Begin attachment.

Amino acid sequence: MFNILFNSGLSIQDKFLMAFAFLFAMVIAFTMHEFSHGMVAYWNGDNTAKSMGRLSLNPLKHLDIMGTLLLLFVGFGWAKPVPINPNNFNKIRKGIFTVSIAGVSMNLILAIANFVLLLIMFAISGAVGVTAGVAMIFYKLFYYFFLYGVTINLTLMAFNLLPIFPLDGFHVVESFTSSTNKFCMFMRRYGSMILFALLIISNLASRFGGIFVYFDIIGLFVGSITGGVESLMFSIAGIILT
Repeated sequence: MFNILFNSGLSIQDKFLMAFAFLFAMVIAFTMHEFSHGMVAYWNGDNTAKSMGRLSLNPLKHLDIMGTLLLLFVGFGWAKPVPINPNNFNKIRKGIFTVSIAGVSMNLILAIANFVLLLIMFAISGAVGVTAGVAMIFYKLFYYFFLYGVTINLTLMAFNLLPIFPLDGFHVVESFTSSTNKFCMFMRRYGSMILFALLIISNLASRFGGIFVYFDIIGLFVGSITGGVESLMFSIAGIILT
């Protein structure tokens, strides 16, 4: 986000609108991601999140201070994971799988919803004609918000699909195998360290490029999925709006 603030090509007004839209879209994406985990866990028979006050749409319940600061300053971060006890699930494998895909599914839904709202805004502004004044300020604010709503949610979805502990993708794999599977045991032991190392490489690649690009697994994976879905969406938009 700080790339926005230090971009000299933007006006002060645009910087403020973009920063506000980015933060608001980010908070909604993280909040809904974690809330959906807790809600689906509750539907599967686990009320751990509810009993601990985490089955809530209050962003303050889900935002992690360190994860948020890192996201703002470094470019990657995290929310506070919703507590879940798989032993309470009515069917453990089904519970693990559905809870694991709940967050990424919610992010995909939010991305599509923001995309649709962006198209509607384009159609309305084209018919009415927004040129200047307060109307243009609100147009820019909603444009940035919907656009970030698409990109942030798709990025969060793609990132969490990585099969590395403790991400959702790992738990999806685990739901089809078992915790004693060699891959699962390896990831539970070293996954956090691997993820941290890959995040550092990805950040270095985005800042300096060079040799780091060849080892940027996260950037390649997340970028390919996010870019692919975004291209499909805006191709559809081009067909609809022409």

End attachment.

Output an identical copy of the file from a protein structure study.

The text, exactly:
Amino acid sequence: MFNILFNSGLSIQDKFLMAFAFLFAMVIAFTMHEFSHGMVAYWNGDNTAKSMGRLSLNPLKHLDIMGTLLLLFVGFGWAKPVPINPNNFNKIRKGIFTVSIAGVSMNLILAIANFVLLLIMFAISGAVGVTAGVAMIFYKLFYYFFLYGVTINLTLMAFNLLPIFPLDGFHVVESFTSSTNKFCMFMRRYGSMILFALLIISNLASRFGGIFVYFDIIGLFVGSITGGVESLMFSIAGIILT
Repeated sequence: MFNILFNSGLSIQDKFLMAFAFLFAMVIAFTMHEFSHGMVAYWNGDNTAKSMGRLSLNPLKHLDIMGTLLLLFVGFGWAKPVPINPNNFNKIRKGIFTVSIAGVSMNLILAIANFVLLLIMFAISGAVGVTAGVAMIFYKLFYYFFLYGVTINLTLMAFNLLPIFPLDGFHVVESFTSSTNKFCMFMRRYGSMILFALLIISNLASRFGGIFVYFDIIGLFVGSITGGVESLMFSIAGIILT
């Protein structure tokens, strides 16, 4: 986000609108991601999140201070994971799988919803004609918000699909195998360290490029999925709006 603030090509007004839209879209994406985990866990028979006050749409319940600061300053971060006890699930494998895909599914839904709202805004502004004044300020604010709503949610979805502990993708794999599977045991032991190392490489690649690009697994994976879905969406938009 700080790339926005230090971009000299933007006006002060645009910087403020973009920063506000980015933060608001980010908070909604993280909040809904974690809330959906807790809600689906509750539907599967686990009320751990509810009993601990985490089955809530209050962003303050889900935002992690360190994860948020890192996201703002470094470019990657995290929310506070919703507590879940798989032993309470009515069917453990089904519970693990559905809870694991709940967050990424919610992010995909939010991305599509923001995309649709962006198209509607384009159609309305084209018919009415927004040129200047307060109307243009609100147009820019909603444009940035919907656009970030698409990109942030798709990025969060793609990132969490990585099969590395403790991400959702790992738990999806685990739901089809078992915790004693060699891959699962390896990831539970070293996954956090691997993820941290890959995040550092990805950040270095985005800042300096060079040799780091060849080892940027996260950037390649997340970028390919996010870019692919975004291209499909805006191709559809081009067909609809022409």